Prime Minister General Prayuth Chan-o-cha announced yesterday that he will head the soon-to-established "super board" for education.
"And I will try to yield results as soon as I can," he said in his weekly "Returning Happiness to People" TV programme last night.
Despite the huge budget set aside for the education sector, relevant authorities say it still needs major changes.
"I want to be able to give clear orders, as the existing units within the Education Ministry and the NRC [National Reform Council] have not been able to yield very concrete results due to limitations and regulations," Prayut said.
He said he has already spoken to the education minister to ensure this will not interfere with his work.
Prayuth has also set his sights on amending related laws and overhauling structures for the sake of better education.
"I want to be able to make adjustments to the education system right now, in terms of class structure, fairness and the curriculum. Important subjects such as civic duties, history, democracy and patriotism need to be included," he said.
"I will try to heed the public's demands by addressing the question of making learning a constructive experience while also upholding quality."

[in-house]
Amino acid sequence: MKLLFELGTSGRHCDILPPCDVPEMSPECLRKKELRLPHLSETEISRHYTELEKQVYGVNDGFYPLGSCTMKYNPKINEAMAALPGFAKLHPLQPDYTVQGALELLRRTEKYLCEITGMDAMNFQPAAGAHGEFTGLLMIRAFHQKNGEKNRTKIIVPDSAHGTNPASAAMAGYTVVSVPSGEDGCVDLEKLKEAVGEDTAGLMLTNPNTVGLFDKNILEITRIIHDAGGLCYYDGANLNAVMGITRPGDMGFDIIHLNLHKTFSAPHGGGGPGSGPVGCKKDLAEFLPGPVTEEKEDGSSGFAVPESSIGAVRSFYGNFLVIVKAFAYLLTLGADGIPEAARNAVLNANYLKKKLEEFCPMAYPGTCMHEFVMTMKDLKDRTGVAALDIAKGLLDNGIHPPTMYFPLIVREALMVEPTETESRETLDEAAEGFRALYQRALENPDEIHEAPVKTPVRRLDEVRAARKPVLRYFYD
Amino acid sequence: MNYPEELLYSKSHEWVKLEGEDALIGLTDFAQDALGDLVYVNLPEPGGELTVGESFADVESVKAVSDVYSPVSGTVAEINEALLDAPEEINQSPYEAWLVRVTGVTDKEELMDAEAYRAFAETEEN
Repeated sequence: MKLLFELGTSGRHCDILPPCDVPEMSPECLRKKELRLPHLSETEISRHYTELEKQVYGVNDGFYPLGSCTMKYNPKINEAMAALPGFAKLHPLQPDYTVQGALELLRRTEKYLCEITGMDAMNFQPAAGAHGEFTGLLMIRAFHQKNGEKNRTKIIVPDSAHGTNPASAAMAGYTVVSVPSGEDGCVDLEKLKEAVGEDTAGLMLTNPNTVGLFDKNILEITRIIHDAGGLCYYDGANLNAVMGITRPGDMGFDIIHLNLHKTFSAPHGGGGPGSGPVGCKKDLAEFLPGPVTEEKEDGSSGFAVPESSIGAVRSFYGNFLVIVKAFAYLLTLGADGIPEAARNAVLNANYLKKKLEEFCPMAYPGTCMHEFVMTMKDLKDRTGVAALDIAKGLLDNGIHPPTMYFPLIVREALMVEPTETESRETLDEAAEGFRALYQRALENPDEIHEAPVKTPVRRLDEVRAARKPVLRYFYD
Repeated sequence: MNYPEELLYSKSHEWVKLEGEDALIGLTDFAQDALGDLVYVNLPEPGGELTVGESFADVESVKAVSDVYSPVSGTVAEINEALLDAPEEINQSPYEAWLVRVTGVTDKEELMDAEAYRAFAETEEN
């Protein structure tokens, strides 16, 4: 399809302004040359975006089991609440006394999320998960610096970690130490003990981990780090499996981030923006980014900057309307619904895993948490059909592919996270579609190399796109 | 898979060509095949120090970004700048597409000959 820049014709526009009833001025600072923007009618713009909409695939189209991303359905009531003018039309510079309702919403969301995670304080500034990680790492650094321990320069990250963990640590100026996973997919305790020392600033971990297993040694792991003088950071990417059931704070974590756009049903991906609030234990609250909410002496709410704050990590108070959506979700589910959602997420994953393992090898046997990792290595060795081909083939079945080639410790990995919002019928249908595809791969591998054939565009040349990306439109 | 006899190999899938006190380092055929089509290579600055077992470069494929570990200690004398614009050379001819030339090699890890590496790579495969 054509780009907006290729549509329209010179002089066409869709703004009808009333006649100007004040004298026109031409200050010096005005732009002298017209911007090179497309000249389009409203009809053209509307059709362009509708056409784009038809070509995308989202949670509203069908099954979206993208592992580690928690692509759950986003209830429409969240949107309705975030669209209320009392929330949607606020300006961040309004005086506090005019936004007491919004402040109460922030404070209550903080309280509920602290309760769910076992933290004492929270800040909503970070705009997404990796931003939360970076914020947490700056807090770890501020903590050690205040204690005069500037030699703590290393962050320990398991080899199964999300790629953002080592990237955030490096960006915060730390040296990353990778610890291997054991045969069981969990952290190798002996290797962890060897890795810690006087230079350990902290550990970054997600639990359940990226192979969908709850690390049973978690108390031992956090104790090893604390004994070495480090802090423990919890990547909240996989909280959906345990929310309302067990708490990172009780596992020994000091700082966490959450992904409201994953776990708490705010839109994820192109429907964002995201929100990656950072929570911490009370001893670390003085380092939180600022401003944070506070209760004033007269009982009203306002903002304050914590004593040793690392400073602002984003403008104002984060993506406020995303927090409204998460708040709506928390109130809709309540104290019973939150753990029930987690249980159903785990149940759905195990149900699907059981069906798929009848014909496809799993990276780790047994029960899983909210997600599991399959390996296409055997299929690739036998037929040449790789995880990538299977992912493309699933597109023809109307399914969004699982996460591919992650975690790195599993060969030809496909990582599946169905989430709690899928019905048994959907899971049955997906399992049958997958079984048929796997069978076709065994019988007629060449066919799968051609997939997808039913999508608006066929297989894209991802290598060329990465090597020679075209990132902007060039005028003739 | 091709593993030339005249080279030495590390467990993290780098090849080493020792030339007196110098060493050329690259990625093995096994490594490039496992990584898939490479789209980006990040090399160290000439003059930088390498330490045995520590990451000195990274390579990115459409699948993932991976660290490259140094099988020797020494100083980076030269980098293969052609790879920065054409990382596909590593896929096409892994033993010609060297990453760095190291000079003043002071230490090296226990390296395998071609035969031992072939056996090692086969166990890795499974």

He said the country also needs to rethink the procurement of textbooks and learning materials.
The Education Ministry will have a committee to evaluate the quality of textbooks before they are passed on to the Office of Basic Education Commission and a panel made up of representatives of teachers, parents, community leaders and student councils for approval.
"We will have to find out how we can acquire quality textbooks that are inexpensive. Can old textbooks be used, supplemented with inserts or sheets that contain additional content?
"The government may also have to take care of the expenses associated with textbooks, from kindergarten up to the end of basic education."
Lessons needed to be modernised, he said, and management synchronised on different levels in line with the national economic and social development plan.
Prayuth said his government would also look into the issue of tutorial schools.
"Don't assume that I am trying to get them to pay taxes. I want a more concrete structure and for greater fairness. I'm not banning anybody, but there is a need for rules," he said.